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Allergan Officially Rejects latest Offer From Valeant & Bill Ackman’s Pershing Square

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Last week pharmaceuticals company Allergan Inc, the Irvine California based maker of Botox received a second, increased, takeover offer from Quebec based Valeant Pharmaceuticals. The Valeant bid is being made jointly with Bill Ackman’s Pershing Square activist hedge fund. Bill Ackman had also accumulated just under 10% of Allergan before the bid was announced.

Worth about US$54 billion when it was made last week, the Valeant offer, which was part cash and part stock is worth just under US$53 billion, today, based on a slight fall in Valeant’s shares since then.

Whilst Allergan quite properly took some time to study the new bid, after consulting with their independent financial and legal advisors today they have come out and, again, firmly rejected it just as they had the first one.

Allergan’s CEO David Pyott has written a letter to Michael Pearson the CEO of Valeant’s CEO in which he states the latest cash-and-stock offer “substantially undervalues” Allergan and “creates significant risks and uncertainties” for its shareholders.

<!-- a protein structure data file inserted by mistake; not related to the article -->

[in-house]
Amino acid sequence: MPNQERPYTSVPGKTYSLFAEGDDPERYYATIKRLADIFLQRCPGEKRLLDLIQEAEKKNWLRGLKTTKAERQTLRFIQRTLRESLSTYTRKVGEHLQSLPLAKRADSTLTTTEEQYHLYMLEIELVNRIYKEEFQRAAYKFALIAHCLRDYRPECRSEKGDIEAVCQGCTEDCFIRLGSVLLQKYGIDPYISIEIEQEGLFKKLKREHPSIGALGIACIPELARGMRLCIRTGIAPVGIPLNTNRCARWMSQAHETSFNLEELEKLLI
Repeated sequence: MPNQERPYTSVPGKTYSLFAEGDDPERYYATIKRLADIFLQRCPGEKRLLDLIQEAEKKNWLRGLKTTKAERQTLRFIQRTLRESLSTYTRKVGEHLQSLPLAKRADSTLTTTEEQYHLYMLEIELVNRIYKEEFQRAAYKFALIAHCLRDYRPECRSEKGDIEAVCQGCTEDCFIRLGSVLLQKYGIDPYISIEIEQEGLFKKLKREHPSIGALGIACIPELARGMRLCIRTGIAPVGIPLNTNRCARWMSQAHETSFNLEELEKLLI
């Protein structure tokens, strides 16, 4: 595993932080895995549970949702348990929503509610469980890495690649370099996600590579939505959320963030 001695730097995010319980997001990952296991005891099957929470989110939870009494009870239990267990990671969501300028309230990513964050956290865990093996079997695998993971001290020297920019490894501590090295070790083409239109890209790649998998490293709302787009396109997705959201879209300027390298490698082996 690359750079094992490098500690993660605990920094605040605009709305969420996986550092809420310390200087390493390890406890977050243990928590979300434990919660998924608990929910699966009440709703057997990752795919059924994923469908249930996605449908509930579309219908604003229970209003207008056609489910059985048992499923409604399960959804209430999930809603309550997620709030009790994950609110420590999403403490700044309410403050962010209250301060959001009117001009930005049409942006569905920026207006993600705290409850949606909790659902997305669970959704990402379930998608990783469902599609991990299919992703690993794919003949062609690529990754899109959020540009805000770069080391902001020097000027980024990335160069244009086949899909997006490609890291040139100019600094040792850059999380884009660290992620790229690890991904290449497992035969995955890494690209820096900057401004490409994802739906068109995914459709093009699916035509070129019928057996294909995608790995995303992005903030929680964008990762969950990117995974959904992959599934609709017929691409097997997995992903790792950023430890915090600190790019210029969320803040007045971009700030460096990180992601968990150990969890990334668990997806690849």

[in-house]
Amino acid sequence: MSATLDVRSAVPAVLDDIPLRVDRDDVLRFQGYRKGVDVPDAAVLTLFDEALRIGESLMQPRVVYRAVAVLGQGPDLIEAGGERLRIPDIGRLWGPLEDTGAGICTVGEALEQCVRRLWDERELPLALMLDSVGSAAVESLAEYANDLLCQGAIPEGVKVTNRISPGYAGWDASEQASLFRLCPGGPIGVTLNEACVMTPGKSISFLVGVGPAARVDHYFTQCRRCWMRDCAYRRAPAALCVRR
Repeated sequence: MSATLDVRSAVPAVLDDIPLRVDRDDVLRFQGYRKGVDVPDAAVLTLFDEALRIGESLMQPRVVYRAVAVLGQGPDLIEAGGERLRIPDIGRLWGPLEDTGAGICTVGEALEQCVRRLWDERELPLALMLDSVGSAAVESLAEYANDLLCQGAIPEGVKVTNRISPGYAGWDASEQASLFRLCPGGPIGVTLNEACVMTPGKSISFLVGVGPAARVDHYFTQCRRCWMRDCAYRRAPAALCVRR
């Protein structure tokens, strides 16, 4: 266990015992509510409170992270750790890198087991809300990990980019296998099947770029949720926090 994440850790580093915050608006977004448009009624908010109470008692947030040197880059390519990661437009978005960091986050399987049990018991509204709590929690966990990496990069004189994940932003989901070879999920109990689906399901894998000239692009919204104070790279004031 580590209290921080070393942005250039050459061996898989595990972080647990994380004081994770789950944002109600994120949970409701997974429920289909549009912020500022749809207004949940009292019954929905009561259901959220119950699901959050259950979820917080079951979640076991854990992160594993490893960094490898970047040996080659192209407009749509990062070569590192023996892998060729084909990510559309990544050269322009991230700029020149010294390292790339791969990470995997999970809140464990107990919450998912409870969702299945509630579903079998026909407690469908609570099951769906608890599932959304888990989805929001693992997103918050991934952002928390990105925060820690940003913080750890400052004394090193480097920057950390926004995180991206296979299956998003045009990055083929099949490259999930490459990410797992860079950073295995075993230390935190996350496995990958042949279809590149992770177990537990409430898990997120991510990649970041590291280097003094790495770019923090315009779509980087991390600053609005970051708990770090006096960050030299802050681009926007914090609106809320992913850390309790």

Adding insult to injury, David Pyott believes that Valeant’s newest proposal, which is for $72 in cash and 0.83 of a Valeant share, for each of the $298.3 million outstanding shares of Allergan isn’t even worth taking further about. Accordingly he states in the letter, “In addition, we do not believe your latest proposal offers sufficient or certain value to warrant discussions between Allergan and Valeant.”

In order to reach its conclusions Allergan’s board considered what it believed to be Allergan’s strong prospects as a stand-alone company, its research and development success and what it said was Valeant’s “unsustainable business model” and “anemic growth.” The second part of that argument is extremely important as, while the total offer currently is for about US$176.58 per Allergan share, only 40% of the Valeant proposal is for cash. Accordingly, investors really do need to understand what they would be getting into if they should go along for the ride with Valeant for the longer term, after any such acquisition.